For early T–B cell interaction analysis, fluorescently labeled WT and TP−/− OT-II T cells (3–5 × 106 cells/mouse) were co-transferred i.v. with MD4 B cells or SWHEL B cells (3–5 × 106 cells/mouse) into C57BL/6 mice, which had been s.c. immunized 12 h before with 20 µl of a 1:1 mixture of CFA and chemically coupled HEL-OVA (final concentration 1.2 mg/ml) in the hock. To synchronize cell population behavior, we blocked further homing 4–10 h after transfer with 100 µg Mel-14/mouse. In some experiments, we injected PE-conjugated anti-CD35 mAb into footpads 18 h before imaging to label FDCs. 2PM of draining popliteal LNs was performed as above 42–48 h after cell transfer and T–B cell interactions were quantified using Volocity software. For analysis of OT-II CD4+ T cell behavior in GC at later time points, we transferred 2.5 × 105 GFP-expressing OT-II CD4+ T cells into recipient mice, which were immunized with 10 µl of a 3:1 mixture of OVA and the adjuvants Montanide ISA25 (final concentration 1.5 mg/ml) instead of CFA to avoid excessive foot swelling >3 d after immunization. On day 6 after immunization, we analyzed GFP+ OT-II CD4+ T cell migration in close apposition to CD35+ FDCs using 2PM of the draining popliteal LNs in the presence or absence of the TP antagonist GR32191B.
Flow cytometry for activation markers.
WT and TP−/− OT-II CD4+ T cells were labeled with CFSE or e670 and analyzed 24 h after transfer into mice with pMHC-bearing DCs as described for 2PM experiments. Cell surface stainings were performed in staining buffer (PBS containing 1% FCS) for 30 min on ice in the dark, with the appropriate combinations of saturating concentrations of the following conjugated mAbs obtained from BioLegend: CD25 (3C7), CD69 (H1.2F3), and CD4 (GK1.5). Flow cytometry was performed on a FACSCalibur (BD) and FlowJo software (Tree Star) for analysis.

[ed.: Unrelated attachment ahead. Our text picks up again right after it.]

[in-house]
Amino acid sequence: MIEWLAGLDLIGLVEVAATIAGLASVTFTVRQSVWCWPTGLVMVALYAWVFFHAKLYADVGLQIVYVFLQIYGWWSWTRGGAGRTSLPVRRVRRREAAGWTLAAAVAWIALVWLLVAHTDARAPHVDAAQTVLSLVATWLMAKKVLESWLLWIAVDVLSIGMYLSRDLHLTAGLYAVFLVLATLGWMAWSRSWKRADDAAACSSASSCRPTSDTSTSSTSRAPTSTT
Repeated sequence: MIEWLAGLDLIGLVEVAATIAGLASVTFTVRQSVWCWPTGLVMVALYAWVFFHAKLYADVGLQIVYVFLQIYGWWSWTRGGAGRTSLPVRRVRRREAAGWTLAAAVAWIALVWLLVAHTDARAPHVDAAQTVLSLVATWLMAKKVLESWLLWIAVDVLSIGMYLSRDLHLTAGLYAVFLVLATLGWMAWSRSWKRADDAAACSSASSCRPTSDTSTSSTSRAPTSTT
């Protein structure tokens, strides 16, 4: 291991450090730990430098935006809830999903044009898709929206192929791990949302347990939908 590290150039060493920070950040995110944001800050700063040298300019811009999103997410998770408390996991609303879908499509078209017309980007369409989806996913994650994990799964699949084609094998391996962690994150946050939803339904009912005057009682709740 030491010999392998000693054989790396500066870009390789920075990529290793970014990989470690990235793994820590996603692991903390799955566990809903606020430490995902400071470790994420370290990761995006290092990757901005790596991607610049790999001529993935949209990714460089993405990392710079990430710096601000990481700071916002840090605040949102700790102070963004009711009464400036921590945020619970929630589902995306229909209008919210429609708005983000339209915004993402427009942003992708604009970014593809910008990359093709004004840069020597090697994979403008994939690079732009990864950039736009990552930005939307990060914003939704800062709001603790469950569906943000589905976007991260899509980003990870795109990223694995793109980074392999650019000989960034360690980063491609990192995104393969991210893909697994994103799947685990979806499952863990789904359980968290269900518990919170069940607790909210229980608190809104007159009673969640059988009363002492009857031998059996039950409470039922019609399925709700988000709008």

TFH and GC B cell analysis in vivo.
5,000 CD45.1/.2+ WT and CD45.2+ TP−/− CD4+ T cells were adoptively co-transferred into sex-matched CD45.1+ C57BL/6 recipients. Alternatively, 5 × 103 CD45.2+ WT or CD45.2+ TP−/− CD4+ T cells were separately transferred into sex-matched CD45.1+ C57BL/6 recipients. The day after cell transfer, mice were immunized with chicken OVA/CFA emulsion (1 mg/ml; Sigma-Aldrich) injected s.c. in a volume of 30 µl/site in five points closed to inguinal, brachial and cervical PLNs. Recipients were killed after 8 d and cells from cervical, brachial, and inguinal nodes were pooled. Cell surface stainings were performed in staining buffer for 30 min, with the appropriate combinations of saturating concentrations of the following conjugated mAbs obtained from BD, eBioscience, or BioLegend: CD45.2 (104), CD45.1 (A20), GL-7 (GL-7), PD-1 (29F.1A12), ICOS (C398.4A), OX-40 (OX-86), Ly6C (HK1.4), PSGL-1, CD4 (RM4-5), CD45R (RA3-6B2), IgD (11-26c.2a), biotinylated CXCR5 (SPRCL5), followed by BV605-streptavidin, and biotinylated CD95, followed by BV421-streptavidin. In some experiments, cells were permeabilized using Cytofix/Cytoperm solution (BD) for staining with anti–IL-21 mAb (BL25168; BioLegend) or permeabilized with FoxP3 buffer for bcl6 (K112-91; BD) or FoxP3 (FJK-16S; eBioscience) staining according to manufacturer’s instructions to confirm that adoptively transferred OT-II CD4+ T cells do not form follicular regulatory T cells (Linterman et al., 2011). Stained cells were analyzed with LSRII or FACSCalibur flow cytometer (BD). Diva software or CellQuest were used for data acquisition, FlowJo software (Tree Star) was used for data analysis.